This episode between the Hammadids and Zirids was soon overshadowed by a much greater threat to Zirid autonomy. Later in 536H (likely the spring/early summer of 1142), George of Antioch attacked the port of Mahdia. The Norman fleet seized a number of Zirids vessels, including the one that al-Hasan had seized from the Hammadids, but stopped short of trying to capture the city proper.61 This raid left al-Hasan ibn ʿAli in a less-than-desirable position. Shortly after the attack, the Zirid emir was forced to contact Roger so that grain could be transported between Sicily and Ifriqiya, which at the time was suffering from the beginning of a deadly famine (discussed below). This brief encounter shows that the Normans had undoubtedly emerged as the more powerful dynasty in the central Mediterranean by the early 1140s. The Zirids were reliant on Norman grain for their own survival and were unable to stop the Normans from inserting themselves into Ifriqiyan affairs. Roger II, meanwhile, had every motivation to assert greater control in Ifriqiya, as that would allow the Normans simultaneously to negotiate advantageous trade contracts, to exact revenge on the Zirids for their previous transgressions, and to further remove threats of piracy from the Ifriqiyan coast.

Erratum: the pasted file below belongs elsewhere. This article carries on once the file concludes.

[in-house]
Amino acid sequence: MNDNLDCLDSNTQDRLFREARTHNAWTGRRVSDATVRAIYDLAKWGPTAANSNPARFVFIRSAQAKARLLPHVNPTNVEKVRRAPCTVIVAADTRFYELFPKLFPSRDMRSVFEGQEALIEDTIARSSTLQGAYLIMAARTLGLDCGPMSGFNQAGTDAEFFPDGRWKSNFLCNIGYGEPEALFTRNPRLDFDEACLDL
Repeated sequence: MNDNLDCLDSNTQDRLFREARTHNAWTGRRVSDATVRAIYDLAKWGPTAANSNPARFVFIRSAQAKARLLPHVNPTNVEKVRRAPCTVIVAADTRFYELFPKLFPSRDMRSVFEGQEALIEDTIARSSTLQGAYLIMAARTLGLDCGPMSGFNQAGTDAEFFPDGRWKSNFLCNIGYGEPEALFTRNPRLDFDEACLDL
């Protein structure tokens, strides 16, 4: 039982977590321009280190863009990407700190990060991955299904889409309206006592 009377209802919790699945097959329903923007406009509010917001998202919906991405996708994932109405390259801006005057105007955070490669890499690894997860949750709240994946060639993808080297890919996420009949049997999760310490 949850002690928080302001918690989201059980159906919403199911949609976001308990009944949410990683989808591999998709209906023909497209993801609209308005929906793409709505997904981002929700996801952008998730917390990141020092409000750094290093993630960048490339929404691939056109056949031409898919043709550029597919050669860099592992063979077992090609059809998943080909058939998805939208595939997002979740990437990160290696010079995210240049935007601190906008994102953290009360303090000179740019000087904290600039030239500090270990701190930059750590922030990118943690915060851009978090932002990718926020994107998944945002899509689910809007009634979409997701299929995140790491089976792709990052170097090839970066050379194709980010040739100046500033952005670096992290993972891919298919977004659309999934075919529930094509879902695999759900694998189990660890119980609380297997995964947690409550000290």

According to Ibn al-Athir, the Norman raid on Mahdia in 536H (1141–42) was met with a sense of betrayal in the Zirid court, for Roger II had broken treaties between the two dynasties.62 In all likelihood, Ibn al-Athir was referring to the most recent iteration of these treaties, forged after the Zirid-Norman victory at Mahdia in 529H (1134–35). These contracts therefore must have theoretically guaranteed the safety of Zirid vessels from Norman aggression, or at least included provisions about the Normans not interfering in Ifriqiyan commerce. They also likely mandated joint cooperation when Zirid lands were threatened, for Roger II later campaigned in Ifriqiya ostensibly on behalf of the Zirids (as discussed below). Al-Tijani’s account corroborates that of Ibn al-Athir. He describes how Roger had stationed jawāsīs (spies or agents) in Mahdia who wrote to him about the weakness of the Zirid navy and about commerce in the city, so that Roger could strike at the most opportune moment.63 Reports from these spies led the Normans to raid the city—an attack that was the first of many, culminating in the conquest of Mahdia in 543H (1148–49).